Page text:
Next up are the Maryland Economic Development Association’s 2014 Fall Conference and Showcase on “Advancing Manufacturing in Maryland” Oct. 26 and 27 at Rocky Gap Casino Resort. This two-day event will kick off MEDA’s fourth annual Economic Development Week, which emphasizes the importance of economic development for the state of Maryland to the general public with initiatives and events held throughout the state.
More than 30 specialty manufacturers are located in Garrett County.
Standard Solar, Inc., a MACo Silver Corporate Partner, recently announced that a solar project is currently under construction for the Cecil County Public Schools and will be completed by the end of the year.
From the HeraldOnline.com article,
The Cecil County Public Schools site will feature more than 7,500 solar panels which will be installed in a ground mounted array at the Cecil County School of Technology in North East, MD. The system will produce up to 2.5 megawatts direct current. This is equivalent to greenhouse gas emissions of 4 tons of carbon dioxide, or 3,851 pounds of coal burned, or 1.3 tons of waste sent to landfills. The system will provide approximately 92 percent of Cecil County’s Board of Education’s six building electricity load.
The Cecil County solar array project was developed and is being installed by Standard Solar. SunEdison will provide the financing via a power purchase agreement. The MEA is providing a $98,000 grant to help offset the cost of interconnecting the solar system to the electrical grid. More generally, the Maryland legislature and Governor Martin O’Malley have created financial, net metering and other incentives that allow counties, municipalities and other entities to reduce their electricity costs by installing solar systems. These efforts were implemented in order to help the State of Maryland realize its Renewable Portfolio Standard goal of 20 percent renewable energy generation by 2022.
“This project marks Cecil County Board of Education’s commitment to furthering the advancement of solar energy and we are honored to take part in this event recognizing the progress in bringing this commitment to reality,” said Standard Solar CEO Tony Clifford.
To read more about this solar project, visit HeraldOnline.com.
The University of Maryland Cooperative Extension Service in Calvert County will celebrate 100 years, recognizing the law that created
the National Cooperative Extension System among agricultural colleges in order to inform people about current developments in agriculture, home economics, public policy and government, leadership, 4-H, economic development and coastal issues.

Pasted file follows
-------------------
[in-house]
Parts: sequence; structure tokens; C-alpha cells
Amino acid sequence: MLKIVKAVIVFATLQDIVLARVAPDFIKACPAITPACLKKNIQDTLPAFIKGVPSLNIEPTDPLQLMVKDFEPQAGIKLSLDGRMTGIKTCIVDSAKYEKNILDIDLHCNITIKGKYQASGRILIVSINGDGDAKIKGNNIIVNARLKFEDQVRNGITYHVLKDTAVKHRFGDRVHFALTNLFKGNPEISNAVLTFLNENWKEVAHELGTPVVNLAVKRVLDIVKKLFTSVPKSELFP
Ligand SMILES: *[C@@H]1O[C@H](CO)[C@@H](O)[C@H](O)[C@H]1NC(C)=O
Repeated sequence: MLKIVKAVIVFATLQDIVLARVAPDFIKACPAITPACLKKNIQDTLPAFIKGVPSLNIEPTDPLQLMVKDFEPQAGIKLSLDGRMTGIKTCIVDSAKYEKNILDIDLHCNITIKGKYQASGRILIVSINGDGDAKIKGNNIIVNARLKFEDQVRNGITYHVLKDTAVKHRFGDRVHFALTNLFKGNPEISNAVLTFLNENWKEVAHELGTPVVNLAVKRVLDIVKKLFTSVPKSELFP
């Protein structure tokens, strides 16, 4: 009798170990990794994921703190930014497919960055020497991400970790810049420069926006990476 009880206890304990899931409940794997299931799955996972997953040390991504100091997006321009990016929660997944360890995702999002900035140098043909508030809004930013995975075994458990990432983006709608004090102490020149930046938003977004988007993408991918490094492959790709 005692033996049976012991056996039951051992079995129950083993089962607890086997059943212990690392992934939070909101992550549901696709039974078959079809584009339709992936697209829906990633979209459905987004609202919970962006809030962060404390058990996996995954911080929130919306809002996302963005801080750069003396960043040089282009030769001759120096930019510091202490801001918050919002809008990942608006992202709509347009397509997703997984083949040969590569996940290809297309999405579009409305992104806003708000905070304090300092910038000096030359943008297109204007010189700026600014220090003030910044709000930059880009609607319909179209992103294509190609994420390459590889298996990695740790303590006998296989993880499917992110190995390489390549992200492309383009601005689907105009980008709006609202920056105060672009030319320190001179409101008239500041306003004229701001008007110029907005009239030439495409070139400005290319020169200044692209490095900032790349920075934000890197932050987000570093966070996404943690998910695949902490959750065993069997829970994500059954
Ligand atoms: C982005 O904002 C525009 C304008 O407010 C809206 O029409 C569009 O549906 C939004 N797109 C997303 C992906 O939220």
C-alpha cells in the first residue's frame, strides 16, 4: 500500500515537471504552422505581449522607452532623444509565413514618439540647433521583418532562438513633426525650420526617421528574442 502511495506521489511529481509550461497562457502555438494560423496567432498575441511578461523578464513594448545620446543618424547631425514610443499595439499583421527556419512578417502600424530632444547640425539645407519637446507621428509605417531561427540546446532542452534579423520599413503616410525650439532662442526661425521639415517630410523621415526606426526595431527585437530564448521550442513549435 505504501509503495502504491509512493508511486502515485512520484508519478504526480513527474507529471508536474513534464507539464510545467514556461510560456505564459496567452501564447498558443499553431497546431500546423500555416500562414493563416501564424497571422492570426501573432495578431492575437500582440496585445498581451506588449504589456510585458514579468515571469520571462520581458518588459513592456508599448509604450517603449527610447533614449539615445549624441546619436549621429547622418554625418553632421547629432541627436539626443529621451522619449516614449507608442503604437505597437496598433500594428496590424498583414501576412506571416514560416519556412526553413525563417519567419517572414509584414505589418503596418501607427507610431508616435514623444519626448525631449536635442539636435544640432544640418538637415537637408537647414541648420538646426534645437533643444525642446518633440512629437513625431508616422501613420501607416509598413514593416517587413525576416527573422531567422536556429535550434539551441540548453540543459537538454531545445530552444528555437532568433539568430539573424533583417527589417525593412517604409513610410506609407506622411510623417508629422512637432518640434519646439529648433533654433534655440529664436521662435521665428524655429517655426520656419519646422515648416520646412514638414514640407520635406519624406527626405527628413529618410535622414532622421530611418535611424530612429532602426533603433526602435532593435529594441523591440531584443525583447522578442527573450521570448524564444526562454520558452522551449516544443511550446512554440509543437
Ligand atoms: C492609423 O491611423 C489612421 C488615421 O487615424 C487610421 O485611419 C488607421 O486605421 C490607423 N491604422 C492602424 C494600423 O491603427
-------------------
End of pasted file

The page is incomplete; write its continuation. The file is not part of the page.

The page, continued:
The traditional focus of the organization was to extend university-based research and education to farmers and rural communities with an emphasis on practical skills and useful information.
In celebration of the 100th anniversary, the University of Maryland Extension in Calvert County will host an open house on Tuesday, Oct. 21, and Wednesday, Oct. 22, from 3 to 7 p.m. at the Extension office in Prince Frederick.
The event is open to the public and will highlight the past accomplishments of the centennial organization and look toward contemporary applications of research-based knowledge to continue to improve the lives of people in Calvert County over the next 100 years, according to a release.
“Some people may have a vague idea of what extension does or they may have been involved with 4-H as a youth,” Chris Seubert, area extension director for Calvert, Charles and St. Mary’s counties, said. “But there are many people who don’t know that we offer a wide range of services and training, including nutrition education, food safety, well and septic information, gardening and nutrient management plans for farmers, in addition to a comprehensive youth development program in 4-H.”
At previous open houses, Seubert said attendees were “surprised at the wide range of things extension did.” With displays and information available at the open house, attendees will be able to see the many project and extension is involved with, Seubert said.
As reported by the Washington Post, election officials in Maryland and Virginia are taking steps to avoid the long lines at polling locations which occurred during the 2012 elections.
About 12 percent of all voters in both states had to wait for more than hour, sometimes outdoors in chilly weather, before casting their votes, the Government Accountability Office found. Maryland, Virginia and Florida were the nation’s three worst-performing states in terms of delays.
Election officials said they have bought new equipment; carved out smaller, more manageable precincts; and trained volunteers in better management of long lines in an attempt to avoid repeating the problem on Nov. 4.
The GAO report was based on a survey of the nation’s 10,500 local elections offices.